Spotlight Series: Q&A with Jaineesha, Cruelty-free & Vegan Bridal Makeup Artist

We speak with Internationally renowned, award-winning, cruelty-free MUA Jaineesha about her transition to vegan makeup and sustainable living.

What is your ethnic and professional background?

I am a British born Hindu, Gujarati. I am a vegan make-up artist mainly working with Asian brides within the South Asian wedding industry. I’m also very passionate about creating awareness around taboo subjects such as periods, colourism, and gender equality. I’m passionate about talking about how to lead an eco-friendly lifestyle and sustainable living within beauty but also day-to-day practices. 

What are your main values as a make-up artist? 

So I initially started within the industry in 2011. I’ve always had a passion for makeup, but I never looked at the impact that the beauty industry had on the environment and also how the products were being made. In 2017, I came across the term cruelty-free beauty as I started researching on how the products are made and what the production line could look like. 

To put it in plain simple language I was absolutely shocked that our products are being tested on animals to be put onto the shelf so that we can apply them. I’ve always felt that beauty is a luxury and not a necessity, therefore it shouldn’t need to be at the expense of the environment or animals. I managed to change my personal care and my bridal kit which I would use on clients to 100% cruelty-free by 2018. It wasn’t an easy switch because at that point it was really difficult to find out which companies tested on animals, and which didn’t. I had to email companies because information wasn’t as easily accessible as it is nowadays. Usually you can go onto the website landing page and find a logo that will tell you about the company’s ethics. 

The cruelty-free change initially came because my little sister went vegan overnight and it made me think about the products that I was using on myself. So once I had a 100% cruelty-free kit I did start thinking ‘why should I be applying products that may have animal products within them especially because I am vegetarian.’ The whole process started over again and I managed to get 100% vegan kit by 2019. It’s been an investment and it’s not been easy as the quality of the products and the finish that I can create with the products is really important to me.

What inspired you to act as a catalyst for more sustainable practice? Is there a particular story you can share? 

So my sister watched a documentary about the way the animals are treated within the dairy industry and she shared her experience with us and decided she would become vegan. We are already vegetarian in the family and instead of thinking about my diet, I thought about the products that I was applying on myself and also on my clients. I do feel we should be voting with our money and that’s why I think we should be researching how products are made and each company’s ethics. By the time I managed to have a completely vegan kit for myself and for my clients, it started filtering through the rest of my life.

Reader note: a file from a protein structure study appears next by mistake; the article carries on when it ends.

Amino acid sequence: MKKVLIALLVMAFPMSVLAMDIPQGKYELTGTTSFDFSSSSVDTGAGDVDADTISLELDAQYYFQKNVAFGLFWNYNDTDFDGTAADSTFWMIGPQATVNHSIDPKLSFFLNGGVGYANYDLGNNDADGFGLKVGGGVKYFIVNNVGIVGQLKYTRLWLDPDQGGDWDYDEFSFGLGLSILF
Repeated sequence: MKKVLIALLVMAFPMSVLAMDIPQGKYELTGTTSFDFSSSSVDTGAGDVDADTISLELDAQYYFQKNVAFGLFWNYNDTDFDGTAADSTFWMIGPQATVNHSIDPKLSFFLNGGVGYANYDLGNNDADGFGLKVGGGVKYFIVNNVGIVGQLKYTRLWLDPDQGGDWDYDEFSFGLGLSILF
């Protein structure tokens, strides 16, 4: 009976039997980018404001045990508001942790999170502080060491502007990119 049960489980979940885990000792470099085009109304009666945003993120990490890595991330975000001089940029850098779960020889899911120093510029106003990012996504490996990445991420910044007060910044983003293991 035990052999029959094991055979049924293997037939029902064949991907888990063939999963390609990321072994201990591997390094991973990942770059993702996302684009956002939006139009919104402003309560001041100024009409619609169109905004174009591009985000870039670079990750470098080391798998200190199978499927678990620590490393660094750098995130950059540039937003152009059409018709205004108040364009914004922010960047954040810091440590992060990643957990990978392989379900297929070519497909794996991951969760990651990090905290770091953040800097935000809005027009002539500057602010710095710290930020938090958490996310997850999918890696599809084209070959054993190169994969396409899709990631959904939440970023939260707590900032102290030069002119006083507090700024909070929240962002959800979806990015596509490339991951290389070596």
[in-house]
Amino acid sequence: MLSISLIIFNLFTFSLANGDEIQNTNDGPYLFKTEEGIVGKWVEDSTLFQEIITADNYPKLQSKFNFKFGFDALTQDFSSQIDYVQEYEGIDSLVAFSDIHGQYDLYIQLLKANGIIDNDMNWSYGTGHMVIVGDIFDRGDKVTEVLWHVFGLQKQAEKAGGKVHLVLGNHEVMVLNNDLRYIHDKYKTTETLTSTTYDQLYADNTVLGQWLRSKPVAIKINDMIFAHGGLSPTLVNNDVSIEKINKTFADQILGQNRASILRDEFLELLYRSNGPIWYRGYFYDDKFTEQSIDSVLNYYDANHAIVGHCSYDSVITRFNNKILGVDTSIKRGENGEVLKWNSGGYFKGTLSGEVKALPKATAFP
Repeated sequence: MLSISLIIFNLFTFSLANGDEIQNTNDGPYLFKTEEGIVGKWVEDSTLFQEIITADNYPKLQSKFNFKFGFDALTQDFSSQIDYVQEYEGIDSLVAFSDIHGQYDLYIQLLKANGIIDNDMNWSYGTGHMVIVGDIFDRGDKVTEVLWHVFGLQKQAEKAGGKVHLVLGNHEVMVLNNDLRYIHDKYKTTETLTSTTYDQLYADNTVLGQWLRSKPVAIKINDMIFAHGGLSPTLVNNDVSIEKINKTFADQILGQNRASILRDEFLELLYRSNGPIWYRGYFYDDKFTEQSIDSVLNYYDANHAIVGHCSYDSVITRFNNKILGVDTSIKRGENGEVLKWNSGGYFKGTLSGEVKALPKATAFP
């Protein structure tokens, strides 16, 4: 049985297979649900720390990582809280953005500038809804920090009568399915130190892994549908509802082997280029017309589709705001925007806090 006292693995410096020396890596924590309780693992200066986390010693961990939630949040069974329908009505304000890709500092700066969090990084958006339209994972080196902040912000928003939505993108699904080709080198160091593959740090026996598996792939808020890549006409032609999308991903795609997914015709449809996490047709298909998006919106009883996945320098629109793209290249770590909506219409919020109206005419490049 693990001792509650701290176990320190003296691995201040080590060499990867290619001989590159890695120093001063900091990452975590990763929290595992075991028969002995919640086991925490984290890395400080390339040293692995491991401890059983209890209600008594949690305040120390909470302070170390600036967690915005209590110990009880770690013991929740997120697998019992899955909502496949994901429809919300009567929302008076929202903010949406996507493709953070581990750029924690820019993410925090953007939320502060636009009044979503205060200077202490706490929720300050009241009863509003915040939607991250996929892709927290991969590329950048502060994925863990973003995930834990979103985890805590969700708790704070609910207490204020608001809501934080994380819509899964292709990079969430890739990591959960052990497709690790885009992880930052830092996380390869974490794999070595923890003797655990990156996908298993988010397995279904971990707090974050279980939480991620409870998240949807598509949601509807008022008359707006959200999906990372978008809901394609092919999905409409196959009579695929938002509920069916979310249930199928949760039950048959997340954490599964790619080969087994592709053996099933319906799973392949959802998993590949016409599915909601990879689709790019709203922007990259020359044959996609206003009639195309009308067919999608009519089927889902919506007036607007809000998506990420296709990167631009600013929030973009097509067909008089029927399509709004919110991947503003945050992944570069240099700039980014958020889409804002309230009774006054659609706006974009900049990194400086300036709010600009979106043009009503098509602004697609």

I started looking at the cleaning products, and what I use for my laundry, the types of clothes that I’m wearing, and the type of food we were eating. Now I pretty much eat a completely plant-based diet and have felt that it’s been better for me, but also I’m hoping that it has a positive effect on the environment. 

Being South Asian do you find any backlash about your career choice from family friends or society at large? How did you overcome it? 

Becoming a make-up artist definitely wasn’t something my parents thought I would pick. When I first mentioned it they were quite keen that I would attend university. I wanted to do makeup at university but they urged me to pick something else. So I went for Psychology which I did enjoy at the time, but once I finished university I think they saw that my heart wasn’t really in it and just let me pursue what I wanted. 

I think generally my parents are very happy with the path I chose. I do know that my friends and family are very proud of what I do, not only because of the business itself but also the awareness that I am able to create through it. 

How have you actively changed your daily practice to be more sustainable? 

It’s something that’s happened over the past four years – I don’t think it can happen overnight. I found making small switches has been easier rather than completely changing everything. I also believe that using what you already have first, is probably the most sustainable option. 

If we were to buy anything new, we look at eco-friendly options that are more sustainable, but also buy less and try to upcycle what we already have – it is definitely something that we enjoy doing. I found it has been kinder to our bank balance and also kinder to the environment. We have actively changed our diet and gardening has become quite a big part of our life now, which it wasn’t this time last year and we are thoroughly enjoying it. All of my beauty products have changed from what I used five years ago. 

Do you feel there is a stigma or lack of understanding of the climate emergency among South Asian communities? What do you believe the blockers to be and how would you go about solving these issues? 

I think the South Asian community as a whole is a very adaptable community. So many of us or our parents or grandparents have moved to different countries for a better life, or have been displaced and have done their absolute best to give a better future for the generations to come. 

I do also think they have done the best they can with what they have at the time. I do think the climate change topic overall, isn’t spoken about that much, but I know I like to speak to my friends, cousins and family about it and share our views about what we think, what new habits we’re trying to make.